August 22, 12:00 pm | [comment link]
9. Mitchell wrote:

Also, if there is any question as to the confusion surrounding Mormonism, simply look at how the USA Today article describes the Republican ticket as being headed by “two Christians.”  The vast majority of USA Today readers would self-identify as Christian.

August 22, 12:58 pm | [comment link]
10. Sarah wrote:

RE: “That said I think more would find him unacceptable despite their agreement with him on financial issues if they understood he was not a Christian and the tenants of his faith.”

I understand your position. I disagree with it.  I doubt—so far, unless presented with some sort of quantitative evidence for it—that it is true.

First, as I mentioned above, I think most conservative Christians well understand that he’s not a Christian.  Again—I’m open to that not being the case, if presented with some sort of quantitative study with a well-articulated definition of Christianity—and I note that you have not yet offered such a study—but none of the scads of well-discipled Protestant conservative Christians that I know are unaware of Mormonism’s bizarre tenets and that it’s in no way Christian.  They are well aware of that.

They simply wish to support someone whom they believe to have a much more similar value set to their own regarding the Constitution, individual liberty, private property, free enterprise, and limited government.

As to my political views, I’m simply a constitutional conservative, which falls right in line with the Republican platform, and which, regrettably, most elected Republicans don’t attempt to follow and don’t believe.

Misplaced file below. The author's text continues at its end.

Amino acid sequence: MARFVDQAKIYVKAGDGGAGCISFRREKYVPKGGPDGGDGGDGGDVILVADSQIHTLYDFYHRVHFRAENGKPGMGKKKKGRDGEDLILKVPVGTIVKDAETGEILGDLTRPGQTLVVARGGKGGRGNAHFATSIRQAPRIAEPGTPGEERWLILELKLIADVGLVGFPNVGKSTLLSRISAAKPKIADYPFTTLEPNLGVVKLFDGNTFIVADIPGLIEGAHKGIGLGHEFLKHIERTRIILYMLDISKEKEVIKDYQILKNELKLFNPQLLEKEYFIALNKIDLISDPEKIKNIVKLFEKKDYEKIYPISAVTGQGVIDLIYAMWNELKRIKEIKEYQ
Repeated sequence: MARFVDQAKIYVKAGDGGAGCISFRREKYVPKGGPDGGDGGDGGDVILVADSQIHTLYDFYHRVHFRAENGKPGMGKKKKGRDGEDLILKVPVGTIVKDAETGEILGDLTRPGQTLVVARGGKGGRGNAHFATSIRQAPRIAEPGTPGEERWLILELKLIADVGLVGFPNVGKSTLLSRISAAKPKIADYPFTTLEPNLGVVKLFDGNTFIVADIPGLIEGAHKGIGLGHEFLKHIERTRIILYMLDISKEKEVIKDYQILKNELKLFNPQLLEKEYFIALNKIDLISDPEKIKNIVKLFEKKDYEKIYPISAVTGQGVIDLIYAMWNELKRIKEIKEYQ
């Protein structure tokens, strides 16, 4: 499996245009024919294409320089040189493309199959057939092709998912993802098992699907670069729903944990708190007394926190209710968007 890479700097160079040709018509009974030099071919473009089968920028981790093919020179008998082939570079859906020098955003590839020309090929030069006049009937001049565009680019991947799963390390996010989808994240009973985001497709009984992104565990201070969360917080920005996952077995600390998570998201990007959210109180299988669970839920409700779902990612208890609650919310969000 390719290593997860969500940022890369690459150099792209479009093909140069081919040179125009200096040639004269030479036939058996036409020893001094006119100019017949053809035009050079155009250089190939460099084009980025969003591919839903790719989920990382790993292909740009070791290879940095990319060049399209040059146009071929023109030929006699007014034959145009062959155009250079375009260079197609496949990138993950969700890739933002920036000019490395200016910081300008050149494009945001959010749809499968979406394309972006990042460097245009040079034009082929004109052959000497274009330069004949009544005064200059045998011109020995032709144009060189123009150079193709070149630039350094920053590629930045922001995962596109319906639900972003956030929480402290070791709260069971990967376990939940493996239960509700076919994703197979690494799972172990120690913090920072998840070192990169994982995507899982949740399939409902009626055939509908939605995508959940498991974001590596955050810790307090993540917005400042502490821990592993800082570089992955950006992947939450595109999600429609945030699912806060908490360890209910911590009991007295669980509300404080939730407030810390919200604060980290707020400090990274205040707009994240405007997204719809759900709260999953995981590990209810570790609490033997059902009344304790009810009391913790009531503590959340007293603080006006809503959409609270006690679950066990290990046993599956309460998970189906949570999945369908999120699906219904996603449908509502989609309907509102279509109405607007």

I recognize that you and I don’t share the same values, either political or otherwise, and so we can’t agree on much that is political or involving matters of faith.

But like I said—I’d vote for a Buddhist if he was committed to the Constitution and the values I’ve listed above. I have no religious test for the ability of someone to be committed to the Constitution and its limits.  A devout Christian may not be, and a devout Buddhist may be so committed.  Jimmy Carter as an example of the former springs readily to mind.

Fostering some sort of illusion that conservative discipled Christians in the South don’t somehow know the kookiness of much of the Mormon religion or that it’s not Christian simply leaves you in denial about why they’ll be voting for Romney—or in irritation that they don’t share your values and are perfectly comfortable voting for a non-Christian who [they seem to think] will come much much closer to valuing the Constitution and the above mentioned freedoms than the present occupant of the White House.

There is a radical, massive, broad and deep chasm between their values, and the values of those supporting Obama, and that chasm is becoming—thankfully—more and more recognizable and clear to everyone. We are a radically divided nation and it’s good that more and more people realize that and will have to face the chasm and [to be Griswoldian] “live into the tension” of a divided nation.

August 22, 1:10 pm | [comment link]
11. Sarah wrote:

RE: “if there is any question as to the confusion surrounding Mormonism, simply look at how the USA Today article describes the Republican ticket as being headed by “two Christians.”  The vast majority of USA Today readers would self-identify as Christian.”

Heh.

I thought so.

Goodness me, why if a writer for USA Today, notorious liberal rag that it is, deems Romney a “Christian” why then, clearly the proof for your assertion is right there in black and white: “Most Christians do not care that Mitt is a Mormon, because most Christians think Mitt is a Christian.”

You got me, Mitchell. With evidence like that “ah can see you’re more than a match for me, Guvnor.”

August 22, 1:52 pm | [comment link]